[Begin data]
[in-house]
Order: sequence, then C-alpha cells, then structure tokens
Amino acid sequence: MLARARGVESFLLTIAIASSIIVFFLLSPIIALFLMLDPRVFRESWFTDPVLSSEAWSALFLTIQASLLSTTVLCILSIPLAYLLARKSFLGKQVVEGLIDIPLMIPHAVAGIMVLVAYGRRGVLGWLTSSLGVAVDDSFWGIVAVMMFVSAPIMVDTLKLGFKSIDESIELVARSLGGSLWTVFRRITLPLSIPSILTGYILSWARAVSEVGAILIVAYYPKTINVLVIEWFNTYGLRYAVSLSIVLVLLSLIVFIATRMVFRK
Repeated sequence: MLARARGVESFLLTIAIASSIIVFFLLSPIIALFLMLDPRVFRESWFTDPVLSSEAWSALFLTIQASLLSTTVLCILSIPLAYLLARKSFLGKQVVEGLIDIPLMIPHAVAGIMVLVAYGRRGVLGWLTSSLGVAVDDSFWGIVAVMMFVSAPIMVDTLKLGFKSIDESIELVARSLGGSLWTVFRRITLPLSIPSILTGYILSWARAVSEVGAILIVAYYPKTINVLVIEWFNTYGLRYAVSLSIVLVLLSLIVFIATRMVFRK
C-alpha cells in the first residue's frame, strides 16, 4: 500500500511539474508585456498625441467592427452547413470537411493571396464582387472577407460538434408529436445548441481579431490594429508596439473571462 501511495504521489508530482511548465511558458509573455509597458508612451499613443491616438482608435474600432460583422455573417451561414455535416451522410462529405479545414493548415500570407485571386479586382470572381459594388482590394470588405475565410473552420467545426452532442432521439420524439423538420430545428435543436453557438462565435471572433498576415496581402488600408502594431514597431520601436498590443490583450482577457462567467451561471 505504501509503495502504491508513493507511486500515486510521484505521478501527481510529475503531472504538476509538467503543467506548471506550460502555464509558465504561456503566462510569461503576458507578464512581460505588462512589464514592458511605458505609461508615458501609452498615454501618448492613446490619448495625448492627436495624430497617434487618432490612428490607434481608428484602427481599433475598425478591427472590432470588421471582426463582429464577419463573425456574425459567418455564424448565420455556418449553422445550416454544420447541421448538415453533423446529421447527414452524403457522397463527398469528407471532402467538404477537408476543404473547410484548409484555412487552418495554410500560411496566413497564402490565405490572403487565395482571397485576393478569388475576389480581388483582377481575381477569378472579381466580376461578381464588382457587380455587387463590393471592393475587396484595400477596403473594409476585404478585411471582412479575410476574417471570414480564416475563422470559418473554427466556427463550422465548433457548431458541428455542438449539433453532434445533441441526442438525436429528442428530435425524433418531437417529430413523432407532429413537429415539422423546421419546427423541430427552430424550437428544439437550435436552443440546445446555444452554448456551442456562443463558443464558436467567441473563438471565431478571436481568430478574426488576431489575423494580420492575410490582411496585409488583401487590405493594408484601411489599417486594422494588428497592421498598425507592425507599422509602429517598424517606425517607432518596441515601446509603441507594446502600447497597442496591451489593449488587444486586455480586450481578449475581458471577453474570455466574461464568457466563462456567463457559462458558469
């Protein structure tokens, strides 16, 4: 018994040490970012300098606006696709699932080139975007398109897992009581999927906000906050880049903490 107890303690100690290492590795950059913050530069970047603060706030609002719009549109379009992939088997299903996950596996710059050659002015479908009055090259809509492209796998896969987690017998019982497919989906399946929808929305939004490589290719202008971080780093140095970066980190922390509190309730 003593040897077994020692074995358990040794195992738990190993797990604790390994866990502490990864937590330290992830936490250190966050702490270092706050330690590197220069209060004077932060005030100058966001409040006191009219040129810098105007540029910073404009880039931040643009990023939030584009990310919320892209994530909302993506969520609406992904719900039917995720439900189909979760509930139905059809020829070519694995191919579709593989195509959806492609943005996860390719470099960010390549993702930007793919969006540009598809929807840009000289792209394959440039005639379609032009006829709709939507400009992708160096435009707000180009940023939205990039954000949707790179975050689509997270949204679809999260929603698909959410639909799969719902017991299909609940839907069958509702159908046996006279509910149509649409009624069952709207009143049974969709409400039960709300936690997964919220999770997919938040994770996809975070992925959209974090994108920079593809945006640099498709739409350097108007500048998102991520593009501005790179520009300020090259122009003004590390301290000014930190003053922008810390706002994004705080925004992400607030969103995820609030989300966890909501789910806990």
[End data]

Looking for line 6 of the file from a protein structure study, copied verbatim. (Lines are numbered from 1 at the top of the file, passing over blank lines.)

């Protein structure tokens, strides 16, 4: 018994040490970012300098606006696709699932080139975007398109897992009581999927906000906050880049903490 107890303690100690290492590795950059913050530069970047603060706030609002719009549109379009992939088997299903996950596996710059050659002015479908009055090259809509492209796998896969987690017998019982497919989906399946929808929305939004490589290719202008971080780093140095970066980190922390509190309730 003593040897077994020692074995358990040794195992738990190993797990604790390994866990502490990864937590330290992830936490250190966050702490270092706050330690590197220069209060004077932060005030100058966001409040006191009219040129810098105007540029910073404009880039931040643009990023939030584009990310919320892209994530909302993506969520609406992904719900039917995720439900189909979760509930139905059809020829070519694995191919579709593989195509959806492609943005996860390719470099960010390549993702930007793919969006540009598809929807840009000289792209394959440039005639379609032009006829709709939507400009992708160096435009707000180009940023939205990039954000949707790179975050689509997270949204679809999260929603698909959410639909799969719902017991299909609940839907069958509702159908046996006279509910149509649409009624069952709207009143049974969709409400039960709300936690997964919220999770997919938040994770996809975070992925959209974090994108920079593809945006640099498709739409350097108007500048998102991520593009501005790179520009300020090259122009003004590390301290000014930190003053922008810390706002994004705080925004992400607030969103995820609030989300966890909501789910806990």